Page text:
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Wealth Professional | 31 Mar 2017, 08:15 AM Agree 0
An investor advocacy group says that people are entrusting their finances to salespeople with deceptive titles
  • Annoyed IA | 31 Mar 2017, 10:17 AM Agree 0
    Larry Elford is a disgruntled ex broker that sued his former form a LOST! There is absolutely no solid proof that the terms Advisor and Adviser mean anything differently in Canada. The fact that Canada's Self Regulating Organizations (SRO) are insignificant governing bodies does not mean Canadian investment firms have been "misleading" the investing public. With any type of investing strategy, investors need to be made aware of the risks and pitfalls of such strategies. I myself have the title Advisor which is a term chosen by the firm I am employed with. Try to search the term "Adviser" on the IIROC site, and it's nowhere to be found.
  • Daniel Collison | 31 Mar 2017, 11:28 AM Agree 0
    Most financial advisors/advisers would be happy and willing to take on a fiduciary obligation to their clients as most advisors/advisers already have their clients' best interest at heart . . . that's how they stay in business!!! This wide-brush painting of advisors as hucksters is nonsense and the government and regulators need to do what they're supposed to do: set rules and regulations around the terminology, titles and requisite services of advisors. Simple!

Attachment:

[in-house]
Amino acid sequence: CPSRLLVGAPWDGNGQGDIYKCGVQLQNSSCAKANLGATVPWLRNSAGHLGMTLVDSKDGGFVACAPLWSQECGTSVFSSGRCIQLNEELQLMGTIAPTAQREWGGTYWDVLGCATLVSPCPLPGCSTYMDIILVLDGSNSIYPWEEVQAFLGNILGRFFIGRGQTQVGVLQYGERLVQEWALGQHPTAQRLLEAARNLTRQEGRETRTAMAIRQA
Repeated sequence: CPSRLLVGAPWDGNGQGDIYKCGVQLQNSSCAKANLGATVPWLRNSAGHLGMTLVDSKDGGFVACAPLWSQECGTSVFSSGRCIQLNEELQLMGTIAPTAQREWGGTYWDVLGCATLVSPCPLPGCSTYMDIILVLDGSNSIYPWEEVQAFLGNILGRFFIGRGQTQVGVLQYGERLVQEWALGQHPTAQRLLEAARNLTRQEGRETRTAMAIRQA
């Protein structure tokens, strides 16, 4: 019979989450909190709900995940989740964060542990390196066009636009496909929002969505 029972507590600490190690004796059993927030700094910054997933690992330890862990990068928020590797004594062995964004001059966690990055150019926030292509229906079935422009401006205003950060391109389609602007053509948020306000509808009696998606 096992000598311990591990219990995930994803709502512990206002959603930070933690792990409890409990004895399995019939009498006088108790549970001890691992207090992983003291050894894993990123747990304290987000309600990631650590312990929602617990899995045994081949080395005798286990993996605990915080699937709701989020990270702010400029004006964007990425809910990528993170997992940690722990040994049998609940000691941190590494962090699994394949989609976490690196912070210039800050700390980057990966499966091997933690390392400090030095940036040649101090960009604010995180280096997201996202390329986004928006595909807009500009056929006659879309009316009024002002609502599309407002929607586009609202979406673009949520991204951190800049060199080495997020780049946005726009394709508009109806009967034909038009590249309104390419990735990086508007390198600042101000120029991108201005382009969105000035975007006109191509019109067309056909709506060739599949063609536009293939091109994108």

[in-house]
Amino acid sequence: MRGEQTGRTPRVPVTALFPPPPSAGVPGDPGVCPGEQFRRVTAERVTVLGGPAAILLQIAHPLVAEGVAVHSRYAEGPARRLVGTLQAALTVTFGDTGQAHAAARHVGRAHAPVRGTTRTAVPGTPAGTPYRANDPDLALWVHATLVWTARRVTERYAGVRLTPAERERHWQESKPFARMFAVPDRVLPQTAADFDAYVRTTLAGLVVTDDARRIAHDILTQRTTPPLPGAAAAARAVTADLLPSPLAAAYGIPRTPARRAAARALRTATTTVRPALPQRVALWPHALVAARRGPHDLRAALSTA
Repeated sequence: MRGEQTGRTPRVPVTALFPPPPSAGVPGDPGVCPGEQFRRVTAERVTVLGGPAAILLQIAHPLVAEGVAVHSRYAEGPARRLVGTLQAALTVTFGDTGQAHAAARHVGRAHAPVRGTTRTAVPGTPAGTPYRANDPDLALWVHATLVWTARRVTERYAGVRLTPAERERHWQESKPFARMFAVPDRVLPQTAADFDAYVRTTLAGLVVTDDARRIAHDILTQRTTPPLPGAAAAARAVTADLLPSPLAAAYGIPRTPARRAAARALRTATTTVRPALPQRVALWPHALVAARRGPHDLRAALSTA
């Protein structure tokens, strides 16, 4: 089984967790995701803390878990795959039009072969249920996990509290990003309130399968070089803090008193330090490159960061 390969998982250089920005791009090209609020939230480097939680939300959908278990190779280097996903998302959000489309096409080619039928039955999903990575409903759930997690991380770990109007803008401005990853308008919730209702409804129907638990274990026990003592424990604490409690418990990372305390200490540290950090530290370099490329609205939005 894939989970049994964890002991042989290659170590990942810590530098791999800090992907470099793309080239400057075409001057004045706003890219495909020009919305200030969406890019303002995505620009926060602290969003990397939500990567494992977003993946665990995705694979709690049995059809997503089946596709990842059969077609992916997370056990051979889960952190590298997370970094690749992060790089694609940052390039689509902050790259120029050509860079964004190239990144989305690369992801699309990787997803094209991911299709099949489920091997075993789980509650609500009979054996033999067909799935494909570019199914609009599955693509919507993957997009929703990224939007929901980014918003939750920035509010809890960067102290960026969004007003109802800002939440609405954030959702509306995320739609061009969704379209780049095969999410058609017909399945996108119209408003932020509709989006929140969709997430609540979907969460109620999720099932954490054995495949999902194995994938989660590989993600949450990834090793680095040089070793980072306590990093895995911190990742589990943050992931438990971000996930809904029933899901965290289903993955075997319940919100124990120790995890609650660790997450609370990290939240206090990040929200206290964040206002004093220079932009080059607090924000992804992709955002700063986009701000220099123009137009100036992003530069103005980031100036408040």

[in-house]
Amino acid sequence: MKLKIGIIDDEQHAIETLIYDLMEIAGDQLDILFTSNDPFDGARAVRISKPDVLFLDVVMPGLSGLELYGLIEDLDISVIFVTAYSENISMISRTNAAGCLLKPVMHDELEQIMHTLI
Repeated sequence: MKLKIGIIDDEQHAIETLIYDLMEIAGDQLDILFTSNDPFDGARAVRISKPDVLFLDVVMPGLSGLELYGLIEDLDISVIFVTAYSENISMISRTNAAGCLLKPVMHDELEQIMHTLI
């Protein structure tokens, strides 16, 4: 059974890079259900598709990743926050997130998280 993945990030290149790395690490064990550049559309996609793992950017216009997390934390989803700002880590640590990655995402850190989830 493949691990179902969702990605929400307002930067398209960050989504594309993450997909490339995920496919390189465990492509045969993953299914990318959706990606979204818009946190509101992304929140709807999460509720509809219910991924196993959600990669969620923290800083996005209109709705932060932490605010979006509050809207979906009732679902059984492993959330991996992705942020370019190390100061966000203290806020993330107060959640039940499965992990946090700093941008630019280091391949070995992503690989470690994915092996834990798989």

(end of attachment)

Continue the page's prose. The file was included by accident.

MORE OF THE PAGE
• AnotherAdvisOr | 01 Apr 2017, 01:22 AM Agree 0
    There is a world of difference between a "Financial Advisor" at a bank branch and an Investment Advisor with an investment dealer. I know, because I've held both titles.

    What Larry and SIPA also fail to accept is that there is a world of difference between regulation in the U.S. and Canada. In the U.S. any reasonably qualified individual can register as a Registered Investment Adviser (a fiduciary). In Canada, the "Advising Representative" registration is far more difficult to attain, requiring years of portfolio managing experience and/or a CFA designation. This is simply not comparable.

    The original CBC article discussed "Vice President" titles on IA business cards and some clients who felt duped because they thought they were being advised by actual bank executives. VP titles are truly a dupe and something our industry MUST do away with as soon as possible.
  • Stan Buell - SIPA | 01 Apr 2017, 08:44 AM Agree 0
    Thank you for spreading the word.
  • Mike | 02 Apr 2017, 08:50 AM Agree 0
    that's your take. I think Larry and his comments are right on the money, pardon the pun. I am a victim of Advisor and investment fraud that Larry has reached out to offer assistance. I find your take totally different from my findings. Perhaps Larry did go to court and lost. It just means there was outside external pressures that easily could have caused this. His message is amplified today as the banking industries own staff and some management have come fourth. CBC investigators also have uncovered this fraud on mass that Larry has so bravely stepped out to warn others. He was right. What have you done lately?
    There is a new day coming for the investment industry. I have full confidence in this.
  • Mike | 04 Apr 2017, 11:17 AM Agree 0
    It seems some of the comments listed here lack the experience of being victimized by this trickery. Likely they would change their tune if it happened to them. I spoke with an IIROC agent about this O or E and he indicated it was just a different way of spelling it. HHMMMMM. I will speak to Larry,I think he has it right.
    Being a victim of this is a very bad experience and wish it on no one.
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